NASA Engineer To Speak At York Graduation
Dr. Ericsson, the first African American woman to receive a Ph.D. in Mechanical Engineering from Howard University, was born and reared in Brooklyn, New York, the eldest of her parents’ four daughters. Ericsson was bussed to the elementary school, P.S. 199 in Brooklyn.
She first realized she had an aptitude for mathematics and science during her attendance at Marine Park Junior High School, where she was the only black student enrolled in the Special Progress program. In her senior year, she won second place in the Science Fair and scored in the 90s on all her Regent and citywide exams.
She passed the exams for all of New York's Technical High Schools, which include Bronx School of Science, Stuyvesant and Brooklyn Technical. Ericsson attended Bronx Science and at age 15, moved to Cambridge, Massachusetts to live with her grandparents where she attended high school at the Cambridge School of Weston.
Dr. Ericsson played basketball and softball in high school and in the Cambridge Recreation Leagues. Today she still enjoys playing a variety of ball games plus cycling and tennis. Her co-ed softball team travels around the country playing.
Ericsson earned her undergraduate degree in Aeronautical/Astronautical Engineering at Massachusetts Institute of Technology (MIT). During her undergraduate years at MIT Ericsson was involved with several projects that were geared toward manned space flight. These projects involved working with: the Applied Physics Laboratory, developing a fiber optic laser gyroscope, creating a database for EVA neutral buoyancy data calculated at NASA Johnson Space Center. Senior Project - Manned Mars Mission crew systems specialist for an interplanetary vehicle.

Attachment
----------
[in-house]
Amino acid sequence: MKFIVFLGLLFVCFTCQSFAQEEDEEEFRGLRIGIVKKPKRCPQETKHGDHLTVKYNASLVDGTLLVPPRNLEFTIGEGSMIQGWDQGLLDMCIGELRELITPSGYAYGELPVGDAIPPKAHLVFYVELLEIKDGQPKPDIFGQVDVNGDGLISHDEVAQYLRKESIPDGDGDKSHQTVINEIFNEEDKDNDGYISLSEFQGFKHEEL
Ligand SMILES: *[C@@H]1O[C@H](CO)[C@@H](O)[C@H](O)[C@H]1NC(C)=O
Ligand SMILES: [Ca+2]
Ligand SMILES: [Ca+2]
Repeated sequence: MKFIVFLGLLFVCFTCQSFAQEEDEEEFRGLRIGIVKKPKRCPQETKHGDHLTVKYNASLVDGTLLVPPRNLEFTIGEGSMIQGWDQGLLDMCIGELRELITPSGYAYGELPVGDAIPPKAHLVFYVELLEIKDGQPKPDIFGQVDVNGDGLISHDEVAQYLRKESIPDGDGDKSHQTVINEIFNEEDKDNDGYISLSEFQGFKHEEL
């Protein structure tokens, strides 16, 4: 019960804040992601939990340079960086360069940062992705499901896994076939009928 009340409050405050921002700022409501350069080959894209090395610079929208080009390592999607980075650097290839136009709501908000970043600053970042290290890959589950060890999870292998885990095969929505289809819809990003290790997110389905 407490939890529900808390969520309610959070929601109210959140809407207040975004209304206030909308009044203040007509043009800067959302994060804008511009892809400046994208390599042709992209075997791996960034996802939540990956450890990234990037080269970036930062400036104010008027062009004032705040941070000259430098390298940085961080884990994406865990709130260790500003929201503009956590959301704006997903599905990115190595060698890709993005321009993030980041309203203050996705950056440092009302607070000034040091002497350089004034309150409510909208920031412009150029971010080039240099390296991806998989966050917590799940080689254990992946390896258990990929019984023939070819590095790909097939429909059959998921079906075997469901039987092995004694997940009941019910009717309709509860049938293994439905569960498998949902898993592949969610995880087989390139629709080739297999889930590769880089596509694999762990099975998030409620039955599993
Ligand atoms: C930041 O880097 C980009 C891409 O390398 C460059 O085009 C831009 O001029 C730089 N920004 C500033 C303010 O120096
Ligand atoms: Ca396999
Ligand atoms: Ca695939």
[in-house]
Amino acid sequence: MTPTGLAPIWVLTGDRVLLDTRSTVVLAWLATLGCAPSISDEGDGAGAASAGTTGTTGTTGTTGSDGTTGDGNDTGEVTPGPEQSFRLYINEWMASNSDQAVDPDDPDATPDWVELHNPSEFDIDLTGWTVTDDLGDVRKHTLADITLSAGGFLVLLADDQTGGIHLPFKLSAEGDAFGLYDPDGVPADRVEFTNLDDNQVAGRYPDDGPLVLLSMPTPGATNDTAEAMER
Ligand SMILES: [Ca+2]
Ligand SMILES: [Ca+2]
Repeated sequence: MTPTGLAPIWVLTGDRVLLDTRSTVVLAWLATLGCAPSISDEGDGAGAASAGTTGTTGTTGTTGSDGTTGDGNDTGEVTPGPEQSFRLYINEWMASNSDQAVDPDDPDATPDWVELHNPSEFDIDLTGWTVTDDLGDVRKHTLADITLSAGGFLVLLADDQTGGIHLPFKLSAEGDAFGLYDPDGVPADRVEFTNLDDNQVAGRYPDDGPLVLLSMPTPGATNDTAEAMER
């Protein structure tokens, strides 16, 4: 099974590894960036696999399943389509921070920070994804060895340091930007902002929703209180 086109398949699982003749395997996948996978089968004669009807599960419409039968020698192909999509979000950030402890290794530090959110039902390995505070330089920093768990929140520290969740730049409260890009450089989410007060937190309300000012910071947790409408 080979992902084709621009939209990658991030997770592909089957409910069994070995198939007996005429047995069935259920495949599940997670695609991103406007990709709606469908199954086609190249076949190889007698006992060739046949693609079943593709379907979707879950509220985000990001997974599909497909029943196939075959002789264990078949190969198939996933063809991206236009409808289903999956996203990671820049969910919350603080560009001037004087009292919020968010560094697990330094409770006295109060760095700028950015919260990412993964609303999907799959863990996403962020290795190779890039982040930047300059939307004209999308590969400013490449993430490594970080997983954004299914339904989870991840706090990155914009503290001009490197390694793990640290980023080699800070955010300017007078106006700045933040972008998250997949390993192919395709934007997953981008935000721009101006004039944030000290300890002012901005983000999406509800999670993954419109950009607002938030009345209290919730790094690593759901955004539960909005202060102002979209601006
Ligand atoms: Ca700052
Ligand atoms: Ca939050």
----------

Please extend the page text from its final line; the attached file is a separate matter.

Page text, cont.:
Upon graduation from, MIT, Ericsson’s attended Howard University (HU) in Washington, D.C. There she obtained a Masters of Engineering and Ph.D. in Mechanical Engineering, Aerospace option.
She is a full-time aerospace engineer at NASA Goddard Space Flight Center (GSFC) in the Guidance, Navigation and Control, Design Analysis section and is working on a MIDEX project called MAP-Microwave Anisotropy Probe.
To help spur the interest of minorities and women in the math, science and engineering disciplines, Dr. Ericsson is a member of the NASA GSFC Speakers Bureau. In this capacity she has been an Aerospace/Rocketry/Mechanical Engineering Professor, Computer Instructor, Career Advisor, Mentor and Friend.
"I feel it is important to create an early mathematical and/or scientific interest in young people and maintain it throughout their later years,” she says. “I work with all age groups: elementary, middle school, high school and College." As a proposal and application reviewer for NASA GSFC and Headquarters programs, she tries to ensure that there is a fair review of all applicants.
In 1996 and 1997 she was acknowledged by the National Technical Association for being amongst the Top 50 minority women in Science and Engineering. In May of 1997 she received the Women in Science and Engineering award for being the best female in the Federal Government in 1998.